It used to be a regular event. We'd go every third Wednesday in the month. It became more and more difficult. More distressing.
On the last occasion my Mum took a comb out of her handbag and drew it through her friend, Dorothy's, matted silver hair. Dorothy never noticed. She sat, in a stained bed jacket, vacant, looking at the bin-store and brick wall on the other side of the window.
We left Dorothy listening to the sound of her own heartbeat. Alone, surrounded by people she didn't know, in surroundings she didn't recognise, with a life she no longer owned.
A couple of weeks later, on a bitterly cold November afternoon, we drove home from the crematorium. Dorothy's heart stopped and my Mother's was broken. I had to stop the car and promise her I would never 'put her in a place like that'.
I made the promise. God knows if I can keep it. God knows I'll try. God give me strength to deal with what might come.
I thought about this when the news came that Southern Cross, care home provider for 30,000 of our most elderly and frail, is close to collapse. They have bought themselves some time by deferring their rent payments.
This is no solution. The arrears will have to be paid plus accumulated interest. Pushing forward a bow-wave of debt makes a bad situation worse. Desperate.
Last night, BBC's Panorama carried secret filming at Winterbourne View, a care home where inexcusable neglect and ill-treatment were the routine. Horrifying.
Why Southern Cross is in this predicament is not the issue. Events, the unexpected, the unknown, the unforeseeable, bad management, naivety. Right now it doesn't matter. Why patients in Winterbourne were tortured is a question for another day.
The question for today, this morning, right now, right this moment and immediately is; can we leave the care of the most vulnerable in the hands of the private sector?
Regulation has failed, monitoring is not smart enough and inspection arrives too late. Is the whole model of care fractured and unfit for its purpose?
In every nook and cranny of our normal lives we know and accept that competition and the private sector levers up quality and keeps a handle on price. We know that is true. We also know if Tesco's fails we have Sainsbury's, Waitrose, Lidle, Morrison's, the Co-Op and all the rest, ready to step in. I know it is true. I have spent my entire business life in the private sector. We know if BP crashes, Esso and Texaco will fill us up.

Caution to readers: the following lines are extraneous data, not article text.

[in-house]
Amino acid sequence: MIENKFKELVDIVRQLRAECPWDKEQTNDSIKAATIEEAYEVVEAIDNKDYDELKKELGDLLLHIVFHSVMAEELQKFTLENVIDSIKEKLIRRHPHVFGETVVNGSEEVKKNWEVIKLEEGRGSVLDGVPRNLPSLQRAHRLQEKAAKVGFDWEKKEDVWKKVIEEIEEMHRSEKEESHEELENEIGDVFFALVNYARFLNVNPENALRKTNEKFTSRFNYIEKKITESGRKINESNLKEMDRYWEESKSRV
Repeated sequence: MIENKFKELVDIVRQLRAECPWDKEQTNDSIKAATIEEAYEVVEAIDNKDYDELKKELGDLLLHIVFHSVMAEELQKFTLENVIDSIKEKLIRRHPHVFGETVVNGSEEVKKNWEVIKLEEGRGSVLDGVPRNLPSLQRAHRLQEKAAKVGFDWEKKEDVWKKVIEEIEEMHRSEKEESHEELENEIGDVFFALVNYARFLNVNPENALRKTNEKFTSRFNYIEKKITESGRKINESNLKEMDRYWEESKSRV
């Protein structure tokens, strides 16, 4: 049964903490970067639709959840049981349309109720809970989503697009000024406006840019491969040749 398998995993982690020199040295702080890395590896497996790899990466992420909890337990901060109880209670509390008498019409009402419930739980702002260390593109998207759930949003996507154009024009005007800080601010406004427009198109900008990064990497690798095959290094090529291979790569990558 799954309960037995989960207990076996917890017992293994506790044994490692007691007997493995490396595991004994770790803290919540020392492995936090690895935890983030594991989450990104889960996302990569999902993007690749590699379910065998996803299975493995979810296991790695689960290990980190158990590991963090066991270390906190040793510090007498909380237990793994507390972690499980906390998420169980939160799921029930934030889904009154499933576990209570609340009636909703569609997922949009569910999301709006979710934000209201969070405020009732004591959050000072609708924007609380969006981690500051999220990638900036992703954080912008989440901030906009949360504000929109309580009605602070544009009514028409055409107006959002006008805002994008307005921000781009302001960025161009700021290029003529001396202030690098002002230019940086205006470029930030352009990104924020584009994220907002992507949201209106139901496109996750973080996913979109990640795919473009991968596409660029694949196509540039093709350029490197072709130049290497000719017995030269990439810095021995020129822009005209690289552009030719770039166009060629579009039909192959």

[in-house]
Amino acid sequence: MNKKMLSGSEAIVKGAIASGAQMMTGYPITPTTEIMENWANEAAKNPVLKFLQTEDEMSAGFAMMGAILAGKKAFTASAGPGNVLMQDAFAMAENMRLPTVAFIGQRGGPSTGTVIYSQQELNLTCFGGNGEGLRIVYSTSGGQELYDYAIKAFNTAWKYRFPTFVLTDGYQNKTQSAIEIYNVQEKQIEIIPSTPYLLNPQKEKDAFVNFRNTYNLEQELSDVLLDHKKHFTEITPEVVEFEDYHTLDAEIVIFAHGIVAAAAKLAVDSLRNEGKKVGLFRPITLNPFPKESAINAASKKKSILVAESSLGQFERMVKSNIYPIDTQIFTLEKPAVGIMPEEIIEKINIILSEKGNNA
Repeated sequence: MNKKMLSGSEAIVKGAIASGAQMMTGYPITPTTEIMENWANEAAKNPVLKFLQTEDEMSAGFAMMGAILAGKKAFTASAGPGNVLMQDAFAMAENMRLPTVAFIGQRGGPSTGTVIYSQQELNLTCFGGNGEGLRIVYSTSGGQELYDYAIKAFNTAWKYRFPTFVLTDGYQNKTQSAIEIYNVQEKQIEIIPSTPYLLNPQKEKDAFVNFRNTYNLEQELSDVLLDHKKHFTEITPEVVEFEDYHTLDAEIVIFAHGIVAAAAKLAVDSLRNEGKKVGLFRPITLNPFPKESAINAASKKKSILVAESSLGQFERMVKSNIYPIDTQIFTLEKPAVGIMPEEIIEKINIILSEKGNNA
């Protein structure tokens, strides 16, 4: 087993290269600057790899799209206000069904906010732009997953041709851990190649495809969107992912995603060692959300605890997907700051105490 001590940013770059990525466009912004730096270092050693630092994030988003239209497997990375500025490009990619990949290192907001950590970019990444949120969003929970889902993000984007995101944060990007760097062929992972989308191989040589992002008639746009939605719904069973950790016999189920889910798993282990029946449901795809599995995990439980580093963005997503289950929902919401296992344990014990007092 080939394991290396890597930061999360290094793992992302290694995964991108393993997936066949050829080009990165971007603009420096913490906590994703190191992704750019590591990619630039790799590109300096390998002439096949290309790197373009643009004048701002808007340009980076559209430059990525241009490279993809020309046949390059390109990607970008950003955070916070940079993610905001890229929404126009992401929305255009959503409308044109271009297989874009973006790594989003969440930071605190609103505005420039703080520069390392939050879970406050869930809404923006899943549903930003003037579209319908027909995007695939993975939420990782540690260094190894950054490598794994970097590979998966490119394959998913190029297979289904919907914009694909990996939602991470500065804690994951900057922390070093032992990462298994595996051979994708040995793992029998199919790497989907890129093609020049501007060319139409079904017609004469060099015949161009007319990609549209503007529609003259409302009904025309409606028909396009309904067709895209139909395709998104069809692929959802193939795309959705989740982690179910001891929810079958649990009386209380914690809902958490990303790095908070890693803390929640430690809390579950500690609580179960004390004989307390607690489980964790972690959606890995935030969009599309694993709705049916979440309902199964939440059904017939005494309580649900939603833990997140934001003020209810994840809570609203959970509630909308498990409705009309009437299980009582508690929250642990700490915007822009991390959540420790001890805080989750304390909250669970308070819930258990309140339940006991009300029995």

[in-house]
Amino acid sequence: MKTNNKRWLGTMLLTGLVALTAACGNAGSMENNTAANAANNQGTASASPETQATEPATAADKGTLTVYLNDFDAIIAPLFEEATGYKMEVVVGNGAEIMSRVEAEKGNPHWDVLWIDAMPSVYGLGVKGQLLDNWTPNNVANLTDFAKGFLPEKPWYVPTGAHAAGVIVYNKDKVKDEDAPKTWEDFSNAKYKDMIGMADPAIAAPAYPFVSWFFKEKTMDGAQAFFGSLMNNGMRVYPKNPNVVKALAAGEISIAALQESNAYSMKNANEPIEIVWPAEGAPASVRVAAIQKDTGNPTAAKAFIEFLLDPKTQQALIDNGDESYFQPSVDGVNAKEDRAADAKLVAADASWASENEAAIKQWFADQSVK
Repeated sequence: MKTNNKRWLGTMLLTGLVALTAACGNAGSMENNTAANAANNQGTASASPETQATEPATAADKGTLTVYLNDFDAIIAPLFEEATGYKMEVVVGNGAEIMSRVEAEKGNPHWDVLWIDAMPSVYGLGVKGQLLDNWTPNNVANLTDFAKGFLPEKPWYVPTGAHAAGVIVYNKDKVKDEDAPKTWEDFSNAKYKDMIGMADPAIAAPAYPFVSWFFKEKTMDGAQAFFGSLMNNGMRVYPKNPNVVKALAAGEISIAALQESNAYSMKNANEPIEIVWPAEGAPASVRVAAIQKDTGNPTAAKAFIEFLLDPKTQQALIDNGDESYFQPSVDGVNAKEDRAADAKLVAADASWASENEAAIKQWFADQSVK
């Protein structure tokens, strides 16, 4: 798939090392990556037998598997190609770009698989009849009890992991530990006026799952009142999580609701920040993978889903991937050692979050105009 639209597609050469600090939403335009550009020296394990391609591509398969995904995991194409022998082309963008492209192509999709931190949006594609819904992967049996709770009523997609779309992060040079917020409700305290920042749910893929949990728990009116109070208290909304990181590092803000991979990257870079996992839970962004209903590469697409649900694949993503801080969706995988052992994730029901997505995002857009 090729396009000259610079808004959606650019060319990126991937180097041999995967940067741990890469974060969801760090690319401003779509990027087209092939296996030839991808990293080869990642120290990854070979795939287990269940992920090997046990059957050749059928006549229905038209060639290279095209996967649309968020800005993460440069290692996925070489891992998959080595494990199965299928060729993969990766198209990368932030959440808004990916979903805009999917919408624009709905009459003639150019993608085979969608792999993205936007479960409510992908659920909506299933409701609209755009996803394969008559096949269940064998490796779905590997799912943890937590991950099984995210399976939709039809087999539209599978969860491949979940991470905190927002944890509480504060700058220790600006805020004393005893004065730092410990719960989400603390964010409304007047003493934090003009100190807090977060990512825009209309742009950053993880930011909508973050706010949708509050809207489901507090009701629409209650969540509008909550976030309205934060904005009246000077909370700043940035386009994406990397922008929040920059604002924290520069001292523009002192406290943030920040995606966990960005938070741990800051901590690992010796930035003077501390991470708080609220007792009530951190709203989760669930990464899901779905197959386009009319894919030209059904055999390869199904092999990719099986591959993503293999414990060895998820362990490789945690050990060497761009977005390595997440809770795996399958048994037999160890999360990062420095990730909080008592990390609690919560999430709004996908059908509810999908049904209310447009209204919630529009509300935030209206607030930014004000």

I also know; if a care home fails we simply have no answer. Social Services have a statutory duty to step-in and take over. What can they do? They dare not decant 30,000 fragile souls and if they tried where is the spare capacity?
What is in all our minds is this; can we trust the supply of vital public services to any qualified provider? Does this condemn a whole industry? If LaLa's tattered Bill were not in trouble enough, these events must surely have shredded it.
Imagine lying naked on the operating table, the surgeon's knife, plunged into your floppy bits. 'Stop!' cries the manager as she bursts through the swing doors, 'We can't do this, the company has gone broke. There is no one to pay. Sew him up'.
What is the answer for 30,000 people who call Southern Cross 'home'? What is the solution?
I hope, as you read this, there is a meeting in Whitehall, this morning, now. I hope there are plans to bail out Southern Cross Like the banks, it is too big to fail. If we can commit the nation's millions to bailing out profligate bankers and keep paying their bonuses we can commit ourselves to keeping a roof over the heads of the vulnerable who, for a lifetime, kept paying their taxes.
Is that a promise we can all keep?